On 29 July 1896, some years after the Gores had left, the property Mead House was offered for sale by auction. It is identified as 'Lot Two' on the following plan:-
Plan from the 1896 Sale Particulars - click to enlarge
Image courtesy of Bourne Hall Museum
As shown by the accompanying particulars, the extensive grounds incorporated a 'Tennis Lawn'
Description of Lot 2 in the 1896 Sale Particulars - click to enlarge
Image courtesy of Bourne Hall Museum
Eventually the Gores settled at Holywell Park, Wrotham, Kent. In a catalogue from a previous sale in 1885 a description of its grounds reads:- "The pleasure grounds which are tastefully laid out, are studded with ornamental shrubs and timber, the gardens are well stocked with flowers, vegetables and thriving fruit trees, and have the convenience of Greenhouses and two Hot houses fitted with furnaces, complete Heating apparatus, etc., with Potting shed and Fuel Store".
There are a number of reports of visits to friends' country houses by Spencer Gore, senior, who took his banjo with him: "days were spent in the tennis court and evenings were devoted to billiards and comic songs from Mr Gore". He was recognised as the author of a popular song, 'Jerry' in 1885.
Evidently Spencer William Gore enjoyed considerable professional success becoming Crown Receiver for eight Counties in the North of England: he was thereby responsible for 10,000 acres of agricultural land and 1090 of woodland which produced gross revenues approaching £30,000. For this work alone Gore's firm charged about £1500 p.a. He became Chairman of the Harrow Park Trust, established in 1885, and was the School Governors' Land agent between 1893 and 1902.
Arround 1904 Gore ran into difficulties with his business and he abandoned the family although retaining some contact with his son Spencer Frederick Gore. The London Gazette recorded the dissolution of Messrs Smiths, Gore, Norton & Co by mutual consent with effect from 31 January 1906, when Spencer William Gore retired from the partnership. A Bankruptcy Notice against Gore was issued by Lionel Hart (carrying on business as Edwards & Co, [Solicitors?] 17 Sackville Street, Piccadilly) dated 9 March 1906. On 19 April 1906, Spencer William Gore, of 10 Little College Street, Westminster, died in the Granville Hotel, Ramsgate. Administration of his estate was granted to John Mantell, a jeweller, but the deceased's effects amounted to only £100. Nevertheless, proceedings under 351 of 1906 in the High Court of Bankruptcy resulted in the payment of 17/6d in the £1 by 25 March 1907; the Trustees were released on 6 March 1908.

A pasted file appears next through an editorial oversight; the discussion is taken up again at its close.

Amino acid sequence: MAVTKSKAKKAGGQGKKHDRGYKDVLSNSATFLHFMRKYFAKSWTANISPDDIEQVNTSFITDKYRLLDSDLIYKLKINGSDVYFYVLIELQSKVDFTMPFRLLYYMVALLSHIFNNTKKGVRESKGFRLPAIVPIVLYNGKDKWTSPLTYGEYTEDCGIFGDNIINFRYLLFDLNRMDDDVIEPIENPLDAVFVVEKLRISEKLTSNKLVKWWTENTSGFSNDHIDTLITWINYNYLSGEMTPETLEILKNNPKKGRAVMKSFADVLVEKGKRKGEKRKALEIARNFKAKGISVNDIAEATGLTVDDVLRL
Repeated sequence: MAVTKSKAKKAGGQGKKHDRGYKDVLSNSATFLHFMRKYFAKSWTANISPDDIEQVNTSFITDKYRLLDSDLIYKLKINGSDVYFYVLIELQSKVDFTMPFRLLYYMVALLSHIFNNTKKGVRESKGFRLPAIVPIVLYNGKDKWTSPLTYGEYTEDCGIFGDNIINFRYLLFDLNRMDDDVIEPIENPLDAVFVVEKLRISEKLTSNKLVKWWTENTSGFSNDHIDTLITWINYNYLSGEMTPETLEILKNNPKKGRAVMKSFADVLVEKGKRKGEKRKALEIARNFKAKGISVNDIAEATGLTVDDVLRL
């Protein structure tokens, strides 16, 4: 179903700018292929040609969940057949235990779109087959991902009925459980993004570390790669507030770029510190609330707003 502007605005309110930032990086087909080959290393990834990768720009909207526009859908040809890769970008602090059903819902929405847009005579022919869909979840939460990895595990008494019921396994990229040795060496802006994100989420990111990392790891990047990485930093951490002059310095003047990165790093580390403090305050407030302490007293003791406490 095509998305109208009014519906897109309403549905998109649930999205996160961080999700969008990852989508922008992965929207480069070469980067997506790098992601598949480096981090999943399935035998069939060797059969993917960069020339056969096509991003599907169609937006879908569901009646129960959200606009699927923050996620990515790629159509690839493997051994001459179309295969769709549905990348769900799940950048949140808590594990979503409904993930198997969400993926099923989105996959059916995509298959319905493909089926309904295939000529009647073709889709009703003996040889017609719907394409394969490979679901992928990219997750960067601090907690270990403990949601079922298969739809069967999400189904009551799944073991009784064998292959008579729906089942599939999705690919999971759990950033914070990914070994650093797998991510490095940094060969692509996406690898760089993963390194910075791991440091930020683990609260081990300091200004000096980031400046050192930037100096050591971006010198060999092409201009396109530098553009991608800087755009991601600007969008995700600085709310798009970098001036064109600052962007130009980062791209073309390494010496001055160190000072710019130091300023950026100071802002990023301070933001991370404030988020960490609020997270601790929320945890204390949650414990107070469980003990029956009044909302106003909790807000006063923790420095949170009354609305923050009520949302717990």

Holywell Park in Kent seems to have been sold by 1902 [It has now become a residential home for the elderly]. Mrs Amy Margaret Gore moved to Garth House, Hertingfordbury, Hertfordshire, a much smaller house, in 1904 and eventually obtained a pension from her late husband's firm.
Self Portrait By Spencer Frederick Gore (1878-1914)
[Public domain], via Wikimedia Commons
Her son Spencer Frederick Gore
became a talented painter and full particulars of his eventful life may be read in the Oxford Dictionary of National Biography accessible through the Surrey Libraries
Letchworth Station 1912 By Spencer Frederick Gore (1878 - 1914)
(Public domain), via Wikimedia Commons
The Camden Town Group artist 'Freddie' Gore spent the summers of 1907-10 in Hertingfordbury and the house and garden, and local views were shown in his paintings. Gore lived in Richmond from 1912 and in March 1914 caught pneumonia which proved fatal. His mother brought his body to Hertingfordbury. After his funeral was held in St Mary's Church there he was buried in the churchyard.
He died on 25 March 1914 leaving £588:14:0.
His widowed mother lived on until 1944 when she passed away aged 94, formerly resident at Bailiff's House, Meopham, Kent, a property which had been owned by her late son-in-law William Allan Smith- Masters [Death registered North Bucks 12/1944]. Her daughter Mrs Kathleen Amy Smith-Masters, nee Gore, survived until 1965 and left an estate of £109,544.